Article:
Graduates of the Literary and Cultural Studies Ph.D. program have pursued many different projects for their dissertation research. Here is a list of Literary and Cultural Studies program graduates since 1992.
- Kurt Sampsel (2015). The FCC, Media Policy, and American Culture (1944-1996).
- Clover Bachman (2009). Problems of Subjectivity, Criticism, and the Interdisciplinary Origins of Aesthetics.
- Michael Rectenwald (2004). The Publics of Science: Periodicals and the Making of British Science 1820-1860.
- Elizabeth Heffelfinger (2004). Black Marketeers and Other Bad Actors: Narratives of Economic Citizenship in American Film, 1945-1955.
- Doug Davis (2003). Strategic Functions: Crisis, Invention, and Discovery in the American Narratives of Nuclear Defense.
- James Smith (2003). Novel Epistemologies: Cultures of Reform in the Age of Locke.
- Richard W. Rees (2003). Transforming Ethnicity: A History of the Concept in the Context of American Whiteness and American Power.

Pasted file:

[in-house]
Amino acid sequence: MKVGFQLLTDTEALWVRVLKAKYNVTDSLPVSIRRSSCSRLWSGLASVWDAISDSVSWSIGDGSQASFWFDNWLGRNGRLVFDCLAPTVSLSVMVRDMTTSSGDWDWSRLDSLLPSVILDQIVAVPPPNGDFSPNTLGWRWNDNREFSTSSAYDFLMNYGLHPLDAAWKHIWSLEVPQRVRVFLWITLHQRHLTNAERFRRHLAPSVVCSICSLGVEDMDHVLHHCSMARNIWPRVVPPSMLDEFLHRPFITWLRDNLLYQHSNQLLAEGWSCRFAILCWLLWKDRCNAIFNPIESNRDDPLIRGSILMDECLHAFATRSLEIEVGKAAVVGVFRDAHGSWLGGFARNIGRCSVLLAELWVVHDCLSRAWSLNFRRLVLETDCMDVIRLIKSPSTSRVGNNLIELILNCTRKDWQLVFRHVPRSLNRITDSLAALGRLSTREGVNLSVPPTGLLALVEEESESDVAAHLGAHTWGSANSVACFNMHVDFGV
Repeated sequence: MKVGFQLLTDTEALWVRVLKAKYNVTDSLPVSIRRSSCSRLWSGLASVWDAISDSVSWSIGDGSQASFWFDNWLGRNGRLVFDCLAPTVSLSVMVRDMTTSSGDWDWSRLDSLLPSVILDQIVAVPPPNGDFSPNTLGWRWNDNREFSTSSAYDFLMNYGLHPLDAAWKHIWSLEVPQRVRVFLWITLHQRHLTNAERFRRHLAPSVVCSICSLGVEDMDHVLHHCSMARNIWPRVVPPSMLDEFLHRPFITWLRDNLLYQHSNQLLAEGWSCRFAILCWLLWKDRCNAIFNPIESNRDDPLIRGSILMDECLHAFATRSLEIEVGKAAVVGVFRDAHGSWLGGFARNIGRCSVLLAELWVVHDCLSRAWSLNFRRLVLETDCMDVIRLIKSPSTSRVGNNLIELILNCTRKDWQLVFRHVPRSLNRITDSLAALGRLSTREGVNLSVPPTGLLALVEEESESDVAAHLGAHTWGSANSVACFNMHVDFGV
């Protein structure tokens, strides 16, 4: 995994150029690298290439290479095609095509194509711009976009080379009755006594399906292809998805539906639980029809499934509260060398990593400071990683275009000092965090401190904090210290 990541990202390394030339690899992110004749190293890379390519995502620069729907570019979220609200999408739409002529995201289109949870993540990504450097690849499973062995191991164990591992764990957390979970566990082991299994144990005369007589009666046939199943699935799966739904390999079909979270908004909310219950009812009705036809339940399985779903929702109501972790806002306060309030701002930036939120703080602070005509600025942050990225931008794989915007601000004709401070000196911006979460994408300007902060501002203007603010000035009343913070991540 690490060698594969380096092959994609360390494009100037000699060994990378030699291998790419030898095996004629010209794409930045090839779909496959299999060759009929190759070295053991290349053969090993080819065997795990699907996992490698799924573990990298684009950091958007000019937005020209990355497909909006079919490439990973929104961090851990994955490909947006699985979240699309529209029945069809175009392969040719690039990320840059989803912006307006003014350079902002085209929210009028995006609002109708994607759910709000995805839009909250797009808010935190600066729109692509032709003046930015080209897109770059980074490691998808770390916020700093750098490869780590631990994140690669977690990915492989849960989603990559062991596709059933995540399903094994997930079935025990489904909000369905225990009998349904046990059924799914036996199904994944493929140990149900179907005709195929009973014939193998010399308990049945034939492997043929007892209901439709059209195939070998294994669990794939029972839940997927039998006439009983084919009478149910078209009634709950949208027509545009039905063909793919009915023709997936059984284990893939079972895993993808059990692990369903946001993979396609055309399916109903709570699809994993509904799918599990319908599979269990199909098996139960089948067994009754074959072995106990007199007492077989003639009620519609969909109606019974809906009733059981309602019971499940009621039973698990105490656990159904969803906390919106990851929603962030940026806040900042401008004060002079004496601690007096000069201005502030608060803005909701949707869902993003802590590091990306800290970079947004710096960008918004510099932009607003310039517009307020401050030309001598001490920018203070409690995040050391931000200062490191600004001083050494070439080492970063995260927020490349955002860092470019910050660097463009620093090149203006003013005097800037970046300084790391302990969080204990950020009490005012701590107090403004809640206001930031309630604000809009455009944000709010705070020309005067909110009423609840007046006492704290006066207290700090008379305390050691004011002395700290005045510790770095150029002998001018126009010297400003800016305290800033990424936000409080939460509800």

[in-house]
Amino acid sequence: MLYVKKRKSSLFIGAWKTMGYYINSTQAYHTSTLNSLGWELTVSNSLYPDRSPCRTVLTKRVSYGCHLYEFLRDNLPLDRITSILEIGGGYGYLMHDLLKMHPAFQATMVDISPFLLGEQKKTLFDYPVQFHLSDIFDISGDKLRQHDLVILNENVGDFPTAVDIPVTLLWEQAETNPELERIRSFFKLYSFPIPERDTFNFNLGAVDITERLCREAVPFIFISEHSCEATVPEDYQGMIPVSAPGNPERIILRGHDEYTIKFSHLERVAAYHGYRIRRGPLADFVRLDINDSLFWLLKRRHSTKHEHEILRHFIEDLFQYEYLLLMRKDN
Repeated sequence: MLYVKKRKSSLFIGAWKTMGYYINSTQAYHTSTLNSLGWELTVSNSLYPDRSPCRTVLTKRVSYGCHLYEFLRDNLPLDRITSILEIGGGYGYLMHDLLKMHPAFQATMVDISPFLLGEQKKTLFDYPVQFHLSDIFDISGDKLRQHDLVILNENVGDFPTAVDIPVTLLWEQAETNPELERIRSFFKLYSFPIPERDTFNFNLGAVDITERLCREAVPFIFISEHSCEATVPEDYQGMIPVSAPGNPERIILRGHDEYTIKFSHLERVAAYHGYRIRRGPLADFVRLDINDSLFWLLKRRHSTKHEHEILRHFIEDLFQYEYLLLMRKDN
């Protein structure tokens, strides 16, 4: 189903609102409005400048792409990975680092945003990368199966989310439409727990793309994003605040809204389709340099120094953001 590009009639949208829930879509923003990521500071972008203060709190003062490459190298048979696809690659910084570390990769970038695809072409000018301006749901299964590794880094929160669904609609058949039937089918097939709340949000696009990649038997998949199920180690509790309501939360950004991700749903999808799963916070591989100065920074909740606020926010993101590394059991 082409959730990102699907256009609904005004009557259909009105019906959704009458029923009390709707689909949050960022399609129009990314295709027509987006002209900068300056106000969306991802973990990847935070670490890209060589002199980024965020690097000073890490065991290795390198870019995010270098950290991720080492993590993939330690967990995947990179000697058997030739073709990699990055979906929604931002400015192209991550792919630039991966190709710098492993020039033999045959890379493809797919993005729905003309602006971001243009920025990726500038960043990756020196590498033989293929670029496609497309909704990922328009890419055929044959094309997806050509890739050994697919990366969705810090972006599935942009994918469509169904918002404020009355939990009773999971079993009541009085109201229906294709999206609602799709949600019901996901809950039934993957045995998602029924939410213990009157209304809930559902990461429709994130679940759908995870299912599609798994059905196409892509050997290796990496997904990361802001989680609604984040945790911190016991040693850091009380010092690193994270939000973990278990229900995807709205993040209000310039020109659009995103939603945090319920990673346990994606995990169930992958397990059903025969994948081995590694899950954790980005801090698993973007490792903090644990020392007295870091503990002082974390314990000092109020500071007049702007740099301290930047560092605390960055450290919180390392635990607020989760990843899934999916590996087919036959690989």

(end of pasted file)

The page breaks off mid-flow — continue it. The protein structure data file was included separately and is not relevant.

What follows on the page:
- Maria F. Magro (2002). Gender and Authorship From Milton to Behn.
- Charles Cunningham (2001). Solidarity, Sympathy, Contempt: The Mythology of Rural Poverty in the Great Depression.
- John Eperjesi (2001). The Imperialist Imaginary: Culture, Capital, and the Formation of an American Pacific.
- Michelle Moe (2000). The Public Is the People: The Professional-Managerial Class in the Public Sphere of American Realism.
- Valerie Begley (2000). Constructing Housewives: Narratives of Domesticity in the United States, 1945-65.
- Geoffrey F. K. Sauer (2000). Negotiating the 'Reform' of Internet Culture.
- Karen Ann O'Kane (1999). Inventing Modernism: An Institutional History.
- Andrew Kurtz (1998). Avant Gardes: Postmarxism and the Hegemonic Contest.
- Jean Petras-Sieper (1998). The Scopic Economy of Biomedicine and the Social Relations of Health Care.
- Paul Gripp (1996). The Future Looking Backward: Progressivism and the American Novel, 1893-1917.
- Craig A. Dionne (1992). Reading New Historicism: A Genealogy of the Theoretical Pretexts of Renaissance New Historics.